Leaving wrinkles to the scaly
Speaking as someone who is looking forward to the day when we have chips in our head that will allow us to see people as they would prefer to be seen (or not -- we could dialog it), I am not anti-botox. This said, I am someone who strongly suspects that a good portion of people over 50 are going to be spending the next twenty years of their lives doing things like this, writing humorous, what-they-prefer-to-deem-self-effacing-but-will-prove-to-be-largely-self-elevating articles, on their struggles to deal with anti-agism in the work-force -- their struggles with aging -- their kids' neglect, wine and au provence, and of how wonderful it is to finally have a prince back in the white house (did you hear what that nasty person at Salon had to say about Obama?! They've had their fun but isn't it about time they put an end to it -- he's such a nice person, who is really, really, trying, and . . .).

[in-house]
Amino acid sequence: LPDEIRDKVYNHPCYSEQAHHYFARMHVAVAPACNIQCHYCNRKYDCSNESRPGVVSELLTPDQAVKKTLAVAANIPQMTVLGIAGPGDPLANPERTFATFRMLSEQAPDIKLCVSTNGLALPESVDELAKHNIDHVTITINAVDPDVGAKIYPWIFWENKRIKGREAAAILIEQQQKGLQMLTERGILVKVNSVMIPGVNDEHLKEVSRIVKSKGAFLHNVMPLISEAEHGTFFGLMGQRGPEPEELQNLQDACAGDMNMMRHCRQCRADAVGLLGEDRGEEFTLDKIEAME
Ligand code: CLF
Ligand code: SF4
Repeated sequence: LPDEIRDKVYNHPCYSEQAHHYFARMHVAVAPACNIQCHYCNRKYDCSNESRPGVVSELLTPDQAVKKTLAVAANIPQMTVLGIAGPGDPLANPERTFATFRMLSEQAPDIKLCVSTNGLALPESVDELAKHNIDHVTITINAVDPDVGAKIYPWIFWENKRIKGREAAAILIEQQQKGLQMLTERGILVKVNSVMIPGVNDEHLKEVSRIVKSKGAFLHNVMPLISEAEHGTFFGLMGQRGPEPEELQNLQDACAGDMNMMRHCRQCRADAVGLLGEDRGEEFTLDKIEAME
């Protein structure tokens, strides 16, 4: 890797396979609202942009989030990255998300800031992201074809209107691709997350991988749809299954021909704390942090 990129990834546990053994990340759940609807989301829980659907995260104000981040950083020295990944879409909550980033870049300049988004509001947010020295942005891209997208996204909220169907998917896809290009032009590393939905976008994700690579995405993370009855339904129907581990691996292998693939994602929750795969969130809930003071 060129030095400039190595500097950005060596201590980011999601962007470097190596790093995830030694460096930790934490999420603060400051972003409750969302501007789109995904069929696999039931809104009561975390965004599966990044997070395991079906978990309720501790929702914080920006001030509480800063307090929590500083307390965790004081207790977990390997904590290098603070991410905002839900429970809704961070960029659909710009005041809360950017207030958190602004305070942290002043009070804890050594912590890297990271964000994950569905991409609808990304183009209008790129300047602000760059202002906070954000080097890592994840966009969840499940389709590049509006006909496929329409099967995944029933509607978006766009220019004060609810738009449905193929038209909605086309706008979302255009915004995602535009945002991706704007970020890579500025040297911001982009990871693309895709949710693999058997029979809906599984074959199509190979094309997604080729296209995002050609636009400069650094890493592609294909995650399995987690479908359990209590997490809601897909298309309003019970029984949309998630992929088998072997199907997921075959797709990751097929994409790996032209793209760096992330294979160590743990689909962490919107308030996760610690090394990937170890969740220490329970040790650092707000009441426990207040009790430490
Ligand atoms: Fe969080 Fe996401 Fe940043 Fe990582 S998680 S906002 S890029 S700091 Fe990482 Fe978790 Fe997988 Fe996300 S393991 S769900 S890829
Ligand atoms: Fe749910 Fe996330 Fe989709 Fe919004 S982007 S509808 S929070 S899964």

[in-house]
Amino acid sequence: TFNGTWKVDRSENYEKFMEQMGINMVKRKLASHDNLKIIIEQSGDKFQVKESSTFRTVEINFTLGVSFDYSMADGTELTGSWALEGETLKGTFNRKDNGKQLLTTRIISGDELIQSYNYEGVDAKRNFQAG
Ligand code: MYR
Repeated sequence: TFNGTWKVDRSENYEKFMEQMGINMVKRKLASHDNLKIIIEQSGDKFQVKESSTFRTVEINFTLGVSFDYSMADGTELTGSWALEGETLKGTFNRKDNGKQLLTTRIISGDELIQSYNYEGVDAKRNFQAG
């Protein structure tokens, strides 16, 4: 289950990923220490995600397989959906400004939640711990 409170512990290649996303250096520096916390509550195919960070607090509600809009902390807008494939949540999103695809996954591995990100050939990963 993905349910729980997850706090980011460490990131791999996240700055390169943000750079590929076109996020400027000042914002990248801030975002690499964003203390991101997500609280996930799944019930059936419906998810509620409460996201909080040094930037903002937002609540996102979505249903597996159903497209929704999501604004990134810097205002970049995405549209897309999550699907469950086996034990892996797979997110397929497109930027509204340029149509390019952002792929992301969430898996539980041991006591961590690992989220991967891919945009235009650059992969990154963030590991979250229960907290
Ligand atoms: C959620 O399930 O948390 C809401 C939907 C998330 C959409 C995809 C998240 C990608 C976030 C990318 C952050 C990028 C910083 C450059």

We're afraid as a mass you'll not just be freezing your faces but all cultural growth, lest it have the least potential to cause you any anxiety, as you FINALLY come to focus on your own needs after a lifetime of selfless giving and neglect. Some of us are thinking Brazil, that is. And a bit, White Noise.
Open Saloners might hope they'll breach a Salon echelon trespass, but when Salon itself is leaving some of the pointed and wirey behind (think a Mary Elizabeth Williams over a Stephanie Z.) for the slow but fiery, it may feel scary and alone when you get here, but you'll be welcomed, made to feel as if you've become part of a club, as you would upon leaving any salon.
Wit, brutal honesty, no longer ruled, once 20's style seemed but viper threat in an upcoming age of mules.
(Originally posted as response to “My visit to the skin-torture doctor” Mary Kelly, Salon, 18 Dec. 2009)